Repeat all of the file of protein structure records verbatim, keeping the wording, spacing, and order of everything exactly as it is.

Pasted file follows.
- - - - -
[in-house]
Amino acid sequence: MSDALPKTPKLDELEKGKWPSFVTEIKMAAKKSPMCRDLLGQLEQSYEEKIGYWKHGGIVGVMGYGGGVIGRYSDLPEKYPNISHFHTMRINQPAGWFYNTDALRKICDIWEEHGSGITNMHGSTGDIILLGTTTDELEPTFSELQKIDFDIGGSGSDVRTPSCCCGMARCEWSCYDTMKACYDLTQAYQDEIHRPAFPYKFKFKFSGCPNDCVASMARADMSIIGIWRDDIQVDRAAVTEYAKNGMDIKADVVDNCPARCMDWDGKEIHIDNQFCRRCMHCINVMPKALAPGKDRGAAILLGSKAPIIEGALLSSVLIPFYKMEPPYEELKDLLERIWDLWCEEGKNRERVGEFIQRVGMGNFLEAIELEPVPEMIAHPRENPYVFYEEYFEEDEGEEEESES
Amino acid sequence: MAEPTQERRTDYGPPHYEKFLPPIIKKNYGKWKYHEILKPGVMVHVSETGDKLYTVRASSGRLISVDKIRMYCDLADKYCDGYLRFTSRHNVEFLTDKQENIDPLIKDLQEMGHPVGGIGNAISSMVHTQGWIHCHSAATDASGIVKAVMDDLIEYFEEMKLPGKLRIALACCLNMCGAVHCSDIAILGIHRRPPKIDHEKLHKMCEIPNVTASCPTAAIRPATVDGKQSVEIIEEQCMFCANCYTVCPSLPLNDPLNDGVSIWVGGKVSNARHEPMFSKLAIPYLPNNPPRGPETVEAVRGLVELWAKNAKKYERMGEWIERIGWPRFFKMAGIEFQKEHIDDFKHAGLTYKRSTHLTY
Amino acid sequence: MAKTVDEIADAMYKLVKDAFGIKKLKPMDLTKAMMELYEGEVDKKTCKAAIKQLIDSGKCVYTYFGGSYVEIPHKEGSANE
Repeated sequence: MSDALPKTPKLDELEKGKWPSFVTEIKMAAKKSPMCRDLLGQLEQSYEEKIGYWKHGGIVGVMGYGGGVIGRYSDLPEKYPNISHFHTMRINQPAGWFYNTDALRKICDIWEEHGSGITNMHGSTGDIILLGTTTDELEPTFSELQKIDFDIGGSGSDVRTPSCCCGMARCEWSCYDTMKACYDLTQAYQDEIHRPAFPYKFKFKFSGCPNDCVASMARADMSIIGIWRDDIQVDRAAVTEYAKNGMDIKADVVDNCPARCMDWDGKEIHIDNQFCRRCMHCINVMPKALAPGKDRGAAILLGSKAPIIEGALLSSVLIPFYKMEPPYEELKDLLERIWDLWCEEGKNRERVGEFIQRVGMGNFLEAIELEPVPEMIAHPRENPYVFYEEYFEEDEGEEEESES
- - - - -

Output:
[in-house]
Amino acid sequence: MSDALPKTPKLDELEKGKWPSFVTEIKMAAKKSPMCRDLLGQLEQSYEEKIGYWKHGGIVGVMGYGGGVIGRYSDLPEKYPNISHFHTMRINQPAGWFYNTDALRKICDIWEEHGSGITNMHGSTGDIILLGTTTDELEPTFSELQKIDFDIGGSGSDVRTPSCCCGMARCEWSCYDTMKACYDLTQAYQDEIHRPAFPYKFKFKFSGCPNDCVASMARADMSIIGIWRDDIQVDRAAVTEYAKNGMDIKADVVDNCPARCMDWDGKEIHIDNQFCRRCMHCINVMPKALAPGKDRGAAILLGSKAPIIEGALLSSVLIPFYKMEPPYEELKDLLERIWDLWCEEGKNRERVGEFIQRVGMGNFLEAIELEPVPEMIAHPRENPYVFYEEYFEEDEGEEEESES
Amino acid sequence: MAEPTQERRTDYGPPHYEKFLPPIIKKNYGKWKYHEILKPGVMVHVSETGDKLYTVRASSGRLISVDKIRMYCDLADKYCDGYLRFTSRHNVEFLTDKQENIDPLIKDLQEMGHPVGGIGNAISSMVHTQGWIHCHSAATDASGIVKAVMDDLIEYFEEMKLPGKLRIALACCLNMCGAVHCSDIAILGIHRRPPKIDHEKLHKMCEIPNVTASCPTAAIRPATVDGKQSVEIIEEQCMFCANCYTVCPSLPLNDPLNDGVSIWVGGKVSNARHEPMFSKLAIPYLPNNPPRGPETVEAVRGLVELWAKNAKKYERMGEWIERIGWPRFFKMAGIEFQKEHIDDFKHAGLTYKRSTHLTY
Amino acid sequence: MAKTVDEIADAMYKLVKDAFGIKKLKPMDLTKAMMELYEGEVDKKTCKAAIKQLIDSGKCVYTYFGGSYVEIPHKEGSANE
Repeated sequence: MSDALPKTPKLDELEKGKWPSFVTEIKMAAKKSPMCRDLLGQLEQSYEEKIGYWKHGGIVGVMGYGGGVIGRYSDLPEKYPNISHFHTMRINQPAGWFYNTDALRKICDIWEEHGSGITNMHGSTGDIILLGTTTDELEPTFSELQKIDFDIGGSGSDVRTPSCCCGMARCEWSCYDTMKACYDLTQAYQDEIHRPAFPYKFKFKFSGCPNDCVASMARADMSIIGIWRDDIQVDRAAVTEYAKNGMDIKADVVDNCPARCMDWDGKEIHIDNQFCRRCMHCINVMPKALAPGKDRGAAILLGSKAPIIEGALLSSVLIPFYKMEPPYEELKDLLERIWDLWCEEGKNRERVGEFIQRVGMGNFLEAIELEPVPEMIAHPRENPYVFYEEYFEEDEGEEEESES